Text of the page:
• Herb Powell, Homer's illegitimate half-brother, grew up in Shelbyville Orphanage, washed cars for his college classmates to pay for his education and became a car manufacturer, with said classmates being now his board of directors. Homer ruined this, sending Herb to the poorhouse until he invented a device that translated baby talk. Despite the invention being a success back when it was made and the Simpsons having a baby, the device was never seen in any other episode. In later episodes, Herb was confirmed to be poor again.
  • Eugene Krabs, of SpongeBob SquarePants fame, was born poor, but thanks to the power of the Krabby Patty now owns a relatively small, but very profitable, restaurant in the Krusty Krab, which he converted from a failing retirement home originally named the Rusty Krab. His impoverished background partially explains his Money Fetish.
  • Mr. Ridgemount in Stōked — according to the "Golf Caddy Speech" that he gives to his kids whenever they've done something really bad (such as setting a boathouse on fire or throwing a huge party that got way out of control), he worked his way through college as a golf caddy, and the work ethic he developed ultimately led to him becoming the founder/owner/head of Ridgemount Resorts, an international chain of luxury hotels (the flagship of which is world-renowned surf resort).

  • Parodied in this joke involving Upper-Class Twit woman Pollak von Parnegg, trying to make small talk with an American.
    Frau Pollak: Do you have a father?
    American: No.
    Frau Pollak: Do you have a mother?
    American: No.
    Frau Pollak: Oh, you're a Self-Made Man!
  • This parody article is about a man that literally did everything by himself in his entire life to the point of being a Memetic Badass. Examples include delivering himself from his mother's womb, teaching himself how to walk, teaching himself how to read from books that he, himself, had written, etc.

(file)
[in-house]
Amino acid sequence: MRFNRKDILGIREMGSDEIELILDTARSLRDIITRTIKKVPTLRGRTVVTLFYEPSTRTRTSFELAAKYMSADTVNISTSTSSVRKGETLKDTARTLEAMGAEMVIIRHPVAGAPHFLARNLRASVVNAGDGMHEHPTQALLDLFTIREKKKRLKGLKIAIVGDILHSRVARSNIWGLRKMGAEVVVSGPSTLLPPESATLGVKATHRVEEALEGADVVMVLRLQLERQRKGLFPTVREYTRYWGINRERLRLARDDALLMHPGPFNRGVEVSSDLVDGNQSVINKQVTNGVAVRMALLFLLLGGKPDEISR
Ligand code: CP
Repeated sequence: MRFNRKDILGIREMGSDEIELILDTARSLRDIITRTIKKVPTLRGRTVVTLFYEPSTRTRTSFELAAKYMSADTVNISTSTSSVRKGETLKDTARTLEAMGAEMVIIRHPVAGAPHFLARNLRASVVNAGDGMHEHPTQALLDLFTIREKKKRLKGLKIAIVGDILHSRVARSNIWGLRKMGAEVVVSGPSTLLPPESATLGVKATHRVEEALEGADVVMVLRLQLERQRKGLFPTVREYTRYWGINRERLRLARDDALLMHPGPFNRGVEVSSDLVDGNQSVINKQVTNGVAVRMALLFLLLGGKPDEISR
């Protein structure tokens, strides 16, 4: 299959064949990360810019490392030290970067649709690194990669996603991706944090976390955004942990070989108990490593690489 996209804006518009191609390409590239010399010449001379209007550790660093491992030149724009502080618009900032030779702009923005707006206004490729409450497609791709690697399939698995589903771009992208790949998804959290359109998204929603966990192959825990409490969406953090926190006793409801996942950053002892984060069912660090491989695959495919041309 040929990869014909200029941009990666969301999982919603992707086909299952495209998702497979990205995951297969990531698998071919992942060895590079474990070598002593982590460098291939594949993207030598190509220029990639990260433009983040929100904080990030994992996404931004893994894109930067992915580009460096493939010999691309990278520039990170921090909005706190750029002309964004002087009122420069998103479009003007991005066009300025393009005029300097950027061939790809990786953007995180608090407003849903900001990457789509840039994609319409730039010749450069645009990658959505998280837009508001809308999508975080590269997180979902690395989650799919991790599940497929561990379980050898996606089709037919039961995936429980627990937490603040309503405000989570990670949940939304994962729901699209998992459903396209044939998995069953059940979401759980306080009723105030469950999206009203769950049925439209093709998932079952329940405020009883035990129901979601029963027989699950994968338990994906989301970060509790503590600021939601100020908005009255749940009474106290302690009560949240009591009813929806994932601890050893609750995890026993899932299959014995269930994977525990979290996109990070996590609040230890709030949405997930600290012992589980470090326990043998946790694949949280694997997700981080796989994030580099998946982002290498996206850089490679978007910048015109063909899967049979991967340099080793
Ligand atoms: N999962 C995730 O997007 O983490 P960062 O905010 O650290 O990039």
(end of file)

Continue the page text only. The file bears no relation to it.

Real Life 
  • In history and reality, the very idea is heavily mythologized, exaggerated, and in some cases entirely fabricated. It's a common motif in Propaganda Piece and Cult of Personality. There are moments however where this legend does coincide with fact.
    • The vast majority of millionaires, at least in the United States are this. Less than 20% had parents who were wealthy albeit most of them came from stable middle-class families, rather than poor ones. So, less romantic than the ideal, but still notable.
    • At this point, it's worth explaining the page quote. Benjamin Disraeli wanted to go into politics. This was expensive. So he became a bestselling novelist, just to pay for his political career. He ended up as Prime Minister of the UK. Twice. It didn't hurt that he also married a very rich woman. (Happily, he also loved her as a person.)
    • U.S. patriots owe a lot and pay homage to Benjamin Franklin. According to Wikipedia, "he exemplified the emerging American nation. Franklin was foundational in defining the American ethos as a marriage of the practical and democratic values of thrift, hard work, education, community spirit, self-governing institutions, and opposition to authoritarianism both political and religious, with the scientific and tolerant values of the Enlightenment."